I'm relatively new to EntityFramework and really want to get into testing things before I get too much further into things and have a huge codebase to retrospectively write tests for. I've not used it much and so methods are fairly basic, like below;

public Employee GetEmployee(int employeeID)
    using (DatabaseContext db = new DatabaseContext())
        return db.Employees.SingleOrDefault(e => e.idEmployee == employeeID);

This is fine in my app, but in my test project, it doesn't work because the test project doesn't seem to read the app.config file and so there's no connection string for DatabaseContext to use. I've read a bit about testing, nothing seems really definitive, though this post is the "official" way to do things (it's linked to from MSDN. The post seems fairly involved though and would require me to do things a lot differently than what I currently am, unless I've misunderstood some of it?

Could someone help clear this up for me? I can't even cheat and copy app.config across to the test project, it still doesn't read it (I've also tried renaming to MyApp.exe.config and still no luck). Is my GetEmployee method wrong? Should I do something more like the linked post? Or is there some way to test that I've not found yet?


@FizzBuzz - here is another article the discusses how to setup your unit test projects to work with entity framework:

How to get Entity Framework to read my app.config file in Unit Test project

  • It's a start...but I really shouldn't be testing with a live database anyway. It's a bad idea to test update/insert/delete methods on a live database for one. Plus it's always changing. So it would be better to figure out the mocking side of things... – Trent Dec 3 '13 at 0:57
  • given that it easy simple to create a new Empty DataBase seems to me that testing is either against a test Db or you implement a custom provider. Why does testing require the production DB? – phil soady Dec 3 '13 at 1:47
  • @FizzBuzz - yes, you can definitely utilize Fakes for your entity framework DbContext versus a live development/test database. – jasonnissen Dec 3 '13 at 3:47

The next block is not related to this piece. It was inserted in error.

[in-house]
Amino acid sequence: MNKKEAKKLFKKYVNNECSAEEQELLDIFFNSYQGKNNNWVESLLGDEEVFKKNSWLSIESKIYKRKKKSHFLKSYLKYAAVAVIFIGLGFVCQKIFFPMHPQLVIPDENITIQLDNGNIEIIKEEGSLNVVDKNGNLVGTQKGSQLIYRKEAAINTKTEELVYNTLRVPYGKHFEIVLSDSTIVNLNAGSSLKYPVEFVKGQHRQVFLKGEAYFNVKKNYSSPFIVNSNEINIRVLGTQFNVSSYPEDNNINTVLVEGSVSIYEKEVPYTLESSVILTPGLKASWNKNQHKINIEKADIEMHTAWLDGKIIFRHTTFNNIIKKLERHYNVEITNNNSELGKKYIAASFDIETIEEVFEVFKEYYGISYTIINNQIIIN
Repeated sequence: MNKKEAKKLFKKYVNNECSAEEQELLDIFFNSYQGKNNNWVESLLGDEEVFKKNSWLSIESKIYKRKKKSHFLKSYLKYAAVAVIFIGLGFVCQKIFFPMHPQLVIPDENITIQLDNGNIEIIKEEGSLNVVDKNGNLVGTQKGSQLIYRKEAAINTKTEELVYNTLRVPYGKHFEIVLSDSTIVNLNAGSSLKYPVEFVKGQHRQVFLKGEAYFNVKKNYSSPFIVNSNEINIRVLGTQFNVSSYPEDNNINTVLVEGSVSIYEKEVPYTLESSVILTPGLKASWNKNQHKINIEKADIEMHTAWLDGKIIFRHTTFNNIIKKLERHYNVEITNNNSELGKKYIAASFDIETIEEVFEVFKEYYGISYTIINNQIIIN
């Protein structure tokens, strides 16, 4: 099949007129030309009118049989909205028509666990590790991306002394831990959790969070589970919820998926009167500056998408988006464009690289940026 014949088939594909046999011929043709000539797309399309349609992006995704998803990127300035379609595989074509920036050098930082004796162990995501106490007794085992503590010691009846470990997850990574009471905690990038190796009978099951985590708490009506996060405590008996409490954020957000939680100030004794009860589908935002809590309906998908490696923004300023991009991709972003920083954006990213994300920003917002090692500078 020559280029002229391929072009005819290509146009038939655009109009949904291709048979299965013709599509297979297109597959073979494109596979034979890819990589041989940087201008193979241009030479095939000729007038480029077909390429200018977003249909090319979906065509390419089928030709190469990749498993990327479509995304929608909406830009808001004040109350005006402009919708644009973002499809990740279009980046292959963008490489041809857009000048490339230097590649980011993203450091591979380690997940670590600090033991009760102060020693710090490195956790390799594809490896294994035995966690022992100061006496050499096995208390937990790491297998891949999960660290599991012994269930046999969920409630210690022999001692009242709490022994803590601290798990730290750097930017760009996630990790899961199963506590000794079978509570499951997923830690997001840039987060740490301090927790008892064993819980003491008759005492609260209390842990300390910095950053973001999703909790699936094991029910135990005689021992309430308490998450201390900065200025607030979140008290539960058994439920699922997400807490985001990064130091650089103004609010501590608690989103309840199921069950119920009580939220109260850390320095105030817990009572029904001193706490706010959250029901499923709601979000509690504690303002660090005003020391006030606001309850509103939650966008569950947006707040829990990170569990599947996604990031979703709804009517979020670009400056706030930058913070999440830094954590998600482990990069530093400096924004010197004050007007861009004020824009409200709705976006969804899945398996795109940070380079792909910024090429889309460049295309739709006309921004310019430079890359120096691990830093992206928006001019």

• Yes, the question is how, based on the currently implementation (see the code snippet in my question). As far as I can tell, I would have to make some decent changes to be able to use Fakes, but I've never tested before, so I have no idea where to start or if that's even the right option. – Trent Dec 3 '13 at 3:56

You can read one approach for integration testing here. About the config issue setting Copy to Output Directory property to Copy Always should do the work.


There are to options to resolve the issue you are facing.

Option 1: Create a mock for the app.config values. for mocking you can use Rhino Mock

Option 2: In your Unit Test project : Right click on the project > Add > Existing Item > Select File > Add it as a link.

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  • Will look up Rhino Mock, thanks for the info. EF seems to hard-code where to look into the auto-generated files though, so I'm not sure this is the right solution. I've also tried "Add As Link" with no success, lending more weight to my thoughts that mocking the app.config won't work. I have however figured out mocking, will post my answer shortly. – Trent Dec 4 '13 at 23:52

If you don't want to go with your live database (and right so!), then you basically have two options:

  1. Use another database (must be of the same kind as your live db, since EF doesn't allow for changing the db system, only its location) and add another app.config to your unit test project (which is the same as in your live project except that the db connection string is different).
  2. Use the NDbUnit framework, which allows for defining the data in xml files. Here also you'll need an individual app.config for your test project, if you don't want to hardcode the test data connection string. (This approach is only advisable, if your live db has no or only very few schema changes, because NDbUnit is quite allergic to these.) I wrote a blog post (with sample solution) about this approach here.

A third approach would be to mock all EF stuff, but this quickly gets overly complicated (you can find this also in a previous part of the above mentioned post, if you're interested).

HTH Thomas


Thanks for the information people, found some interesting hints and tips through the various links supplied. In the end, I tried out this article from MSDN, funnily enough! Though it says it's for EF6, it does actually work for previous versions. The reason it indicates EF6 is for async stuff.

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